Thursday, February 09, 2012

Bank of Canada - Working Paper on Housing Prices, Turnover and Bubbles

Thought this was an interesting read:

This paper develops and estimates a model to explain the behaviour of house prices in the United States. The main finding is that over 70% of the increase in house prices relative to trend during the increase of house prices in the United States from 1995 to 2006 can be explained by a pricing mechanism where market participants are ‘Fooled by Search.’ 
Trading frictions, also known as search frictions, have been argued to affect asset prices, so that asset markets are constrained efficient, with shocks to liquidity causing prices to temporarily deviate from long run fundamentals. In this paper a model is proposed and estimated that combines search frictions  with a behavioural assumption where market participants incorrectly believe that the efficient market theory holds. In other words, households are ‘Fooled by Search.’ Such a model is potentially fruitful because it can replicate the observation that real price growth and turnover are highly correlated at an annual frequency in the United States housing market. A linearized version of the model is estimated using standard OLS and annual data. In addition to explaining over 70% of the housing bubble in the United States, the model also predicts and estimation confirms that in regions with a low elasticity of supply, price growth should be more sensitive to turnover. Using the lens of turnover, a supply shock is identified and estimated that has been responsible for over 80% of the fall in real house prices from the peak in 2006 to 2010.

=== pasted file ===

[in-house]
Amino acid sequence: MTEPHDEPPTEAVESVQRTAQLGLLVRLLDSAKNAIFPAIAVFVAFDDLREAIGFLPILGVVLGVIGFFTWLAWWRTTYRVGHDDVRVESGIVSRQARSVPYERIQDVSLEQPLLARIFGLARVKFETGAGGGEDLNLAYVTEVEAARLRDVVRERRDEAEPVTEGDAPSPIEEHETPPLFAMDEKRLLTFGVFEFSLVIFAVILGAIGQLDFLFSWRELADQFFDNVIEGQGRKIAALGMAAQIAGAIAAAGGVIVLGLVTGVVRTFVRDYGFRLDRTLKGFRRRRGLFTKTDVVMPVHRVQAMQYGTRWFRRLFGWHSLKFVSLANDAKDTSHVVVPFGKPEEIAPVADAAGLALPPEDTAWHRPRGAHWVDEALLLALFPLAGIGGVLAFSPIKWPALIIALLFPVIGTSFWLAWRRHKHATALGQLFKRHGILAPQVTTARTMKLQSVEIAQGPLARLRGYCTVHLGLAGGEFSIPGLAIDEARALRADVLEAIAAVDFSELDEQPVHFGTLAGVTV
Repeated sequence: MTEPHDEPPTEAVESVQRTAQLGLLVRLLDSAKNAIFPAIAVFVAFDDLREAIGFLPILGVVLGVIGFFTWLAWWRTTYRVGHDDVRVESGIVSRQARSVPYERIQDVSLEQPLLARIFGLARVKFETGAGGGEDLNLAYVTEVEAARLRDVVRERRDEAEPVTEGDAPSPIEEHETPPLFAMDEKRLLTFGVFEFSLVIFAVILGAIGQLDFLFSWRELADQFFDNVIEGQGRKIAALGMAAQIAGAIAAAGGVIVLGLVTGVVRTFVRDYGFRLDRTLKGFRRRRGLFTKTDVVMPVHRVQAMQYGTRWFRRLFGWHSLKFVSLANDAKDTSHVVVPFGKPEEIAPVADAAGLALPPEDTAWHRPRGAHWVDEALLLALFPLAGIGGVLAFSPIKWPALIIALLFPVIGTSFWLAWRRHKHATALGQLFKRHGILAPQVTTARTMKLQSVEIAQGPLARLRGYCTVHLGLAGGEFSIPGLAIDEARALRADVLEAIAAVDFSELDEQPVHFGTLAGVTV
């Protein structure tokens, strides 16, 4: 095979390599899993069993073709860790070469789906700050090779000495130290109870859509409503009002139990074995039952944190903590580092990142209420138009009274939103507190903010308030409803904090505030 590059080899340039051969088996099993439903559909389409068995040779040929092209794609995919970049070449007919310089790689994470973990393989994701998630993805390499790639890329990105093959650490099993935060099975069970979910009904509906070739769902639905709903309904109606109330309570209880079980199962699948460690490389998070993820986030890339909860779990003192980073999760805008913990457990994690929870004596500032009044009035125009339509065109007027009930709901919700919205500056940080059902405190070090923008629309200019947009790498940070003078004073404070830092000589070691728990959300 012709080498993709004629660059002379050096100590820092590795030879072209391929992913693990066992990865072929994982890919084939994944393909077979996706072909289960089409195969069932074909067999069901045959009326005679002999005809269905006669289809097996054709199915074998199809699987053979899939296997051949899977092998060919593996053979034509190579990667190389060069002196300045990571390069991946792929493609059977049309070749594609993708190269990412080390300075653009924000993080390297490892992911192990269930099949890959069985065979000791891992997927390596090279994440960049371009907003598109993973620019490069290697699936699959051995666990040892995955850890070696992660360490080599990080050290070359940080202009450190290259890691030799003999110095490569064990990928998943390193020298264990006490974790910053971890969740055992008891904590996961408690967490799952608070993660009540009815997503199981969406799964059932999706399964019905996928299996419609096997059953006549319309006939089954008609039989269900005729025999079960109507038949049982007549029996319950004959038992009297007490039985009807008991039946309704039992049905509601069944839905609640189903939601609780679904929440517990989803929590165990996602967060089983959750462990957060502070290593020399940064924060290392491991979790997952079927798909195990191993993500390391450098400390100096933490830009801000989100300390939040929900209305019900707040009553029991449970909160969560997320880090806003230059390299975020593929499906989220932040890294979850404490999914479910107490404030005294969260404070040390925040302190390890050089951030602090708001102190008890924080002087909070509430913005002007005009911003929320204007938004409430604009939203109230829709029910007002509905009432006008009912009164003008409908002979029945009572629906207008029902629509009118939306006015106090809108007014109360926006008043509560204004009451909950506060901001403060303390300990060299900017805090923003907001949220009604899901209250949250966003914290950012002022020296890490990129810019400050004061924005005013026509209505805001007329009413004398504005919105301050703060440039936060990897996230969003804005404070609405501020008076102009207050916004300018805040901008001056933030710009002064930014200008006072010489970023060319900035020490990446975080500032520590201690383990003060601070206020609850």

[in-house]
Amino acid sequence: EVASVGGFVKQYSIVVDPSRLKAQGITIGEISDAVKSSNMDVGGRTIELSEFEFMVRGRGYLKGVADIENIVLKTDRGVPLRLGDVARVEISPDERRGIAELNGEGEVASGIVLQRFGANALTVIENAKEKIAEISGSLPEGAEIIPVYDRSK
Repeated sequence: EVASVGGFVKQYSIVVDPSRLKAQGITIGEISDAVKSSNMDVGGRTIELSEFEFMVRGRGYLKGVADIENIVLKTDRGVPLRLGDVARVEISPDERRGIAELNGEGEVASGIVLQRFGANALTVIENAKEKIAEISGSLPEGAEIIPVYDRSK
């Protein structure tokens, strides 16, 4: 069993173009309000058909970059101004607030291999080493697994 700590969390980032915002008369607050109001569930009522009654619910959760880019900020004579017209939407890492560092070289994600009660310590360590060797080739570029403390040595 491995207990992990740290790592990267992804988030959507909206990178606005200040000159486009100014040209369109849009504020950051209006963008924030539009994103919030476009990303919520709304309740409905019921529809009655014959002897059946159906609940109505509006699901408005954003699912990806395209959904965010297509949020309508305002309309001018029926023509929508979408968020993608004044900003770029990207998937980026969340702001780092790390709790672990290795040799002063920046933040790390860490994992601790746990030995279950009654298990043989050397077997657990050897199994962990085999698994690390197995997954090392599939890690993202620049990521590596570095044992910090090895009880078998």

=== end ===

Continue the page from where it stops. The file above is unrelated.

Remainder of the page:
patriotz said...


It was obviously a classic speculative bubble where buyers were willing to pay any price simply because they thought prices would go up indefinitely. Enabled by easy credit.

What more needs to be said? Do I see an "it's different here" agenda behind this?

jesse said...

I like how the model "explains" the crash LOL said...

Classic speculative bubble. The best real estate investments these days are in international property investments in fast growing emerging markets.